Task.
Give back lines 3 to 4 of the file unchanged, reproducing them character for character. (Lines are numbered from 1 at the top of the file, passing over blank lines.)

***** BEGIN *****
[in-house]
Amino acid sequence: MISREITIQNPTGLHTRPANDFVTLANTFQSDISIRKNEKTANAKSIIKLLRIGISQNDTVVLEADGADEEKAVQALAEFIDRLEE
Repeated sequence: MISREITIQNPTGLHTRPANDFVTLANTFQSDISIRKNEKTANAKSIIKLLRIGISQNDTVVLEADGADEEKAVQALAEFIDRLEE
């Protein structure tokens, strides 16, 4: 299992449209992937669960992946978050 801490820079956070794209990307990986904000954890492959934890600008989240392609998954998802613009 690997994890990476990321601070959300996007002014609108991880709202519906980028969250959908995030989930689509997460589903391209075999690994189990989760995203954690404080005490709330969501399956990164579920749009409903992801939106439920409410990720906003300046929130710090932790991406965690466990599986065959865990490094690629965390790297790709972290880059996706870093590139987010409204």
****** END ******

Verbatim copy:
Repeated sequence: MISREITIQNPTGLHTRPANDFVTLANTFQSDISIRKNEKTANAKSIIKLLRIGISQNDTVVLEADGADEEKAVQALAEFIDRLEE
């Protein structure tokens, strides 16, 4: 299992449209992937669960992946978050 801490820079956070794209990307990986904000954890492959934890600008989240392609998954998802613009 690997994890990476990321601070959300996007002014609108991880709202519906980028969250959908995030989930689509997460589903391209075999690994189990989760995203954690404080005490709330969501399956990164579920749009409903992801939106439920409410990720906003300046929130710090932790991406965690466990599986065959865990490094690629965390790297790709972290880059996706870093590139987010409204």